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Hackers Could Be Using Bot on Your Phone to Do Their Dirty Work

Hackers could be using your cellphone to commit crimes without your knowledge, a Virginia technology company has found.

Researchers at Distil Networks headquartered in Arlington estimate bots operate on 5.8 percent of cellphones and tablets.

“If you extrapolate that to the potential billions of mobile devices that are out there, that’s a pretty staggering number,” said Edward Roberts of Distil.

That’s perhaps 15 million infected devices in the U.S. alone.

Instead of using their own computing power to run illicit programs that crack passwords, steal gift cards, scoop up tickets and post spam on social media, hackers dispatch bots to covertly use other people’s data and battery power to help them commit the crimes.

“You’re making requests when it’s sitting in their pocket,” Roberts said. “They have no idea it’s happening.”

The strategic new bots are designed to minimize red flags, Distil said.

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They hide in the background and use phones about 50 times per day the extra data use goes unnoticed. Then they time their exploits when the phone is moving — when its IP address is changing as it hits different cell towers — making it tougher to track.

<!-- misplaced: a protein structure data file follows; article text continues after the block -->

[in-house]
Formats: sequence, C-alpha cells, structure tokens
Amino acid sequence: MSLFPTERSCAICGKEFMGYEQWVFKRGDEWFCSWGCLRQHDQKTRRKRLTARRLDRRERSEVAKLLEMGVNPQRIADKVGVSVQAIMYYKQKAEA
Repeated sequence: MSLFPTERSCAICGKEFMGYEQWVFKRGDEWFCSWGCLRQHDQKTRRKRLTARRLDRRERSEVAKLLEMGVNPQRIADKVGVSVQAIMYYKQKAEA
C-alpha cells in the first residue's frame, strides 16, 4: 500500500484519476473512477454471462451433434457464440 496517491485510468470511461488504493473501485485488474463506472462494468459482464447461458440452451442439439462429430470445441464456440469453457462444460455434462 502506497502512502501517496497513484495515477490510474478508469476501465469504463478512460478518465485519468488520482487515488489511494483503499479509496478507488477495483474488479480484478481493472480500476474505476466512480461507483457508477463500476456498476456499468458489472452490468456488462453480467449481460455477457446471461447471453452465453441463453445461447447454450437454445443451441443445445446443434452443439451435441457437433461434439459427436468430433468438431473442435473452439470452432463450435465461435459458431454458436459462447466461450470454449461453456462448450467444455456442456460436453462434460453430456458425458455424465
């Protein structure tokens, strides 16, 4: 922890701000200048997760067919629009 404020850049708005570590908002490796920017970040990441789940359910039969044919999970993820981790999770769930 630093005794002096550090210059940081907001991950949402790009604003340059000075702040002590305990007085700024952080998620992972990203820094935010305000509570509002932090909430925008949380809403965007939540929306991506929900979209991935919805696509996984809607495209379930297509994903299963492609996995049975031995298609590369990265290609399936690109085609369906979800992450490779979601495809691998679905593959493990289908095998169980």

“It’s another one of those techniques where the bot operators are trying to hide and escalating the problem, and it’s a problem that’s going to be very difficult to solve,” Roberts said.

Malicious web links or attachments open the door to the malware, Distil said.

“Phones are far more vulnerable to attack than most people realize,” said Aaron Cockerill, chief strategy officer at Lookout Security in San Francisco.

Lookout, which helps people protect mobile phones, contends “mobile phishing is the biggest unsolved problem in cybersecurity.”

Cockerill offered four steps for preventing malware, including bots:

  1. Set a passcode. He said it’s shocking how many people don’t.
  2. Turn on auto updates, because hackers exploit bugs in old software.
  3. Only install apps from the official store – never from links.
  4. Consider buying security software for your phone.

“That’s exactly what we do,” Cockerill said.

Lookout and other services offer real-time scans that warn you as soon as you click something shady — like a bot.

“We jump in front and say, ‘Hey, you shouldn’t follow this link. We think it’s bad,’” Cockerill said.

“They keep changing and keep hiding and keep trying to appear more human-like in order to avoid detection," Roberts said.

Cellphones are just hand-held computers, so the same rules that apply to your home or work computer apply: Don't click on any links or attachments that you aren't sure about.

Reported by Susan Hogan, produced by Meredith Royster and edited by Perkins Broussard.

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